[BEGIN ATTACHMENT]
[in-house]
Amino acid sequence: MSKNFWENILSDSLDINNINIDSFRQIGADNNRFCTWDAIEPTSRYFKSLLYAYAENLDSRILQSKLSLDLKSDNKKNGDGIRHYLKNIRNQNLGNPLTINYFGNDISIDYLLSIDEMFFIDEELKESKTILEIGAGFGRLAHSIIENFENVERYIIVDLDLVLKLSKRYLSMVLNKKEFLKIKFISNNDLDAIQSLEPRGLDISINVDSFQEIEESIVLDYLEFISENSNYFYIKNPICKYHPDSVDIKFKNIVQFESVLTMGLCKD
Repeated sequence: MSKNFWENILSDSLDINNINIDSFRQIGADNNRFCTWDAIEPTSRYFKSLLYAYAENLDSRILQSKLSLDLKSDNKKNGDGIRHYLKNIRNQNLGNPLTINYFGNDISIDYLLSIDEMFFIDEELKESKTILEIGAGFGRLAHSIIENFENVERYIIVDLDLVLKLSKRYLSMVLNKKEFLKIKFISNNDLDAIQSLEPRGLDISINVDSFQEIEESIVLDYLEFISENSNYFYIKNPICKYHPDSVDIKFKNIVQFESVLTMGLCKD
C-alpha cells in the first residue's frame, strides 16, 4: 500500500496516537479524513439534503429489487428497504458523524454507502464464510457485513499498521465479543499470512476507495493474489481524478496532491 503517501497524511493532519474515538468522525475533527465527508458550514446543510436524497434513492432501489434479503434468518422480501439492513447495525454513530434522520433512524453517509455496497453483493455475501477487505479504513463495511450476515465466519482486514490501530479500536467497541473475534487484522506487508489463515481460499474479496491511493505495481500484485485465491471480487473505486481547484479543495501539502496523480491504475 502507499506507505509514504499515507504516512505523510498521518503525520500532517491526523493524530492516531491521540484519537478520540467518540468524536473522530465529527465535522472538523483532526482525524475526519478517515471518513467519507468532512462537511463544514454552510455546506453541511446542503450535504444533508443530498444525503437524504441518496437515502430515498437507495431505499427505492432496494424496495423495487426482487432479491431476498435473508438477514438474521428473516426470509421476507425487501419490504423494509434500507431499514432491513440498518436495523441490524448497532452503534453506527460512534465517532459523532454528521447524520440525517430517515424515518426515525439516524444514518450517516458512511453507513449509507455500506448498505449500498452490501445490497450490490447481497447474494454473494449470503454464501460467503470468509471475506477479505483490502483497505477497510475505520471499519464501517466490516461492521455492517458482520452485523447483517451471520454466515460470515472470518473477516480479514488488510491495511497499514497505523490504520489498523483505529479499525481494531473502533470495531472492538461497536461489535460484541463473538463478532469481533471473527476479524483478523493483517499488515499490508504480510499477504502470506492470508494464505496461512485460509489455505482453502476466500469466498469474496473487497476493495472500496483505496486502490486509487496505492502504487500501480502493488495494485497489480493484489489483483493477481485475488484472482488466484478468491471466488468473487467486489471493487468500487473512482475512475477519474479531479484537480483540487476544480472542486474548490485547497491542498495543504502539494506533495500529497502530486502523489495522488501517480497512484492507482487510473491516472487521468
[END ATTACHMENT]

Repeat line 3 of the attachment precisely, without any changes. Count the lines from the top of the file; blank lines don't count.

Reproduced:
Repeated sequence: MSKNFWENILSDSLDINNINIDSFRQIGADNNRFCTWDAIEPTSRYFKSLLYAYAENLDSRILQSKLSLDLKSDNKKNGDGIRHYLKNIRNQNLGNPLTINYFGNDISIDYLLSIDEMFFIDEELKESKTILEIGAGFGRLAHSIIENFENVERYIIVDLDLVLKLSKRYLSMVLNKKEFLKIKFISNNDLDAIQSLEPRGLDISINVDSFQEIEESIVLDYLEFISENSNYFYIKNPICKYHPDSVDIKFKNIVQFESVLTMGLCKD